Postponed: Fighting climate change in court: Reporting on cases against companies
Last year’s ruling in Milieudefensie et al. v. Shell ordering the oil giant to take responsibility for its individual contribution to global emissions was unprecedented. The court found that Shell’s contribution to climate change was in violation of its duty of care under Dutch law and human rights obligations. The corporation has been ordered to reduce its Scope 1, 2 and 3 emissions by at least 45% by 2030, relative to 2019 levels.
The case has opened a path for using Dutch law to challenge the emissions of international companies. The NGO Milieudefensie has set its sights on reducing the emissions of 30 companies with legal bases in the Netherlands whose emissions have significant global impact. Heads of companies have received letters from the NGO demanding information on how they plan to reduce emissions by 45% from 2019 levels by 2030 (as required of Shell). If the companies fail to respond, legal action may follow. In Germany, the Shell win has paved the way for a spate of cases against car manufacturers Volkswagen, Mercedez-Benz, and BMW, as well as gas and oil company Wintershall Dea.
There is also a significant number of greenwashing cases and climate misinformation or “climate-washing” cases. Almost 50 claims before courts and bodies like advertising standards authorities are pending round the world. Advertising products as climate-friendly, without justification, is becoming a risky business, opening companies up to liability. There might even be cases brought against advertising and public relations firms.
Cases are also being filed over insufficient disclosure of climate-related information that puts shareholders, consumers, and investors at risk. We have even seen the first case against a central bank in April last year, and more suits against financial market actors are likely to follow.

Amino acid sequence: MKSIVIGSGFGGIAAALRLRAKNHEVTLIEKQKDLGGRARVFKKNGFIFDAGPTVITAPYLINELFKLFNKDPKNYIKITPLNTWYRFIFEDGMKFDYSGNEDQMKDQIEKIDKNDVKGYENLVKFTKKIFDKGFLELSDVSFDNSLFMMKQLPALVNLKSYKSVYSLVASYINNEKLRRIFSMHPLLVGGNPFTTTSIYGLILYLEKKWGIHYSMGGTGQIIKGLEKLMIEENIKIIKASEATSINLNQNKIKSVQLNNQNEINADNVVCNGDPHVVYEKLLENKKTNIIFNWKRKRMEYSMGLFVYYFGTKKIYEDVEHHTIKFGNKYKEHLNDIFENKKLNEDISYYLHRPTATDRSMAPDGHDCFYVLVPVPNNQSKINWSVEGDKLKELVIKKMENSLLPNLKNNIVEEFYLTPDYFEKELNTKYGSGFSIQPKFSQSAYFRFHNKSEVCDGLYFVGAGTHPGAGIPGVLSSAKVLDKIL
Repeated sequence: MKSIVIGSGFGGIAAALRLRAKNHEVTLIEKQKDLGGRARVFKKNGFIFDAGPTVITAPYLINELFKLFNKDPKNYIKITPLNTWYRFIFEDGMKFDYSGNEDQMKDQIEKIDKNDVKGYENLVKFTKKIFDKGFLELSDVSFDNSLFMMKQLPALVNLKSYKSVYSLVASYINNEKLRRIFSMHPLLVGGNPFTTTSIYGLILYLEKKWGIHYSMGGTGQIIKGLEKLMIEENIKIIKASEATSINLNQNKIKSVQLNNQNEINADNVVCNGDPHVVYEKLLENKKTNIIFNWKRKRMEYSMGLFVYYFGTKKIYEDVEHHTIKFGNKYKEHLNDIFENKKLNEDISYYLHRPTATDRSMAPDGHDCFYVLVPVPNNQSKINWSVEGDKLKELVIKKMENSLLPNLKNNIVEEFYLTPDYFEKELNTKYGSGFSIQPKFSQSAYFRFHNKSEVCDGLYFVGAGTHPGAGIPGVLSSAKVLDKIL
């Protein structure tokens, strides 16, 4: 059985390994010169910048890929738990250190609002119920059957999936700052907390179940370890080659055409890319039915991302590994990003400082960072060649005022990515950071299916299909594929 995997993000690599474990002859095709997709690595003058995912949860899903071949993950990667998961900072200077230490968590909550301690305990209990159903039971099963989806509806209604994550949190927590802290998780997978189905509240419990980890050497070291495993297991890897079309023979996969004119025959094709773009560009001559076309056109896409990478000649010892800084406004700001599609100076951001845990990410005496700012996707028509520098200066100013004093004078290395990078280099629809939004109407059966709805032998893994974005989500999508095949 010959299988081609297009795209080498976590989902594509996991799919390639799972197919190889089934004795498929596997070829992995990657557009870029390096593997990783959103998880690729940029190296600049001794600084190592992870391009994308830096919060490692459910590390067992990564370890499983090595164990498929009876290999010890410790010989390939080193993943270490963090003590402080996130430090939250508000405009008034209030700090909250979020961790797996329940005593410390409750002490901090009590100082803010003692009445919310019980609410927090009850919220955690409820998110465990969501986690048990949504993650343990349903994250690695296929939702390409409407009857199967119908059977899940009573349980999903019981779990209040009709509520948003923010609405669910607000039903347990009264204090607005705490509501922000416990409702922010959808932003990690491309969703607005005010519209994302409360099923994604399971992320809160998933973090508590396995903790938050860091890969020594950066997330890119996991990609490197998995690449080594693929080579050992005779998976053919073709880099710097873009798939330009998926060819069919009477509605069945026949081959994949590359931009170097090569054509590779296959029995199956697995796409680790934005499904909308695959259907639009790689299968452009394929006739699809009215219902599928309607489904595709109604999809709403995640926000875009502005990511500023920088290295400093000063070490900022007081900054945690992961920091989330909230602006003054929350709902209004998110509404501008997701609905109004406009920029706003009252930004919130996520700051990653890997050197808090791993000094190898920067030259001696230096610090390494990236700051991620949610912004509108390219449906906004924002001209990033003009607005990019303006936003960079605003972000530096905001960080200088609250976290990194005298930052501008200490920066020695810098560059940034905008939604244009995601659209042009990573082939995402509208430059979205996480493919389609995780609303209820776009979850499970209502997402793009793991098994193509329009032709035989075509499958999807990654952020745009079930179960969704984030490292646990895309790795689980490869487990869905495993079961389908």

There is also a corporate backlash which is important to watch, though often inaccessible because negotiations happen behind closed doors in special tribunals rather than in conventional courts, which are called Investor-State Dispute Settlements. For example, German utility RWE is suing the German state for 1.4 billion euros in lost earnings as a result of coal phase-out plans.
Climate litigation against corporations is undoubtedly going to proliferate. Lawyers are coming up with many new legal avenues to challenge big emitters. This workshop will cover a selection of specific current cases, with insights from experts directly involved, and point out future trends to watch.
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Series on climate litigation
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Dr. Lisa Benjamin is an Assistant Professor and Lewis & Clark Law School where she teaches International Climate Change, Environmental Justice, Energy Resources and Administrative Law. Her research investigates the intersection of corporate, energy and environmental law with a focus on climate risk and climate justice. She also researches climate change from the perspective of developing countries. She is currently a member of the Compliance Committee (Facilitative Branch) of the United Nations Framework Convention on Climate Change, a member of the Expert Peer Review Group of the UN-backed Race to Zero Campaign, and has been an adviser to, and member of, the Bahamian national delegation to the United Nations Framework Convention on Climate Change.
Dr. Roda Verheyen is an environmental lawyer with many years of experience in international environmental an climate change law and policy. She has written her Ph.D. on climate change damage in international law and now has her own private law firm specialized in environmental, energy and planning law in Hamburg, Germany.
Jamie Sawyer works within ClientEarth’s climate programme. Her work focuses on improving climate risk management and reducing the climate impact of the banking sector, and greening central bank policy. Prior to joining ClientEarth, Jamie worked in the financial litigation practice of Simmons & Simmons in London, with a focus on banking disputes and regulatory investigations. She is qualified as a solicitor in England and Wales. She holds a law degree from the University of Cambridge and a masters degree in environmental science and law from the University of Sydney.
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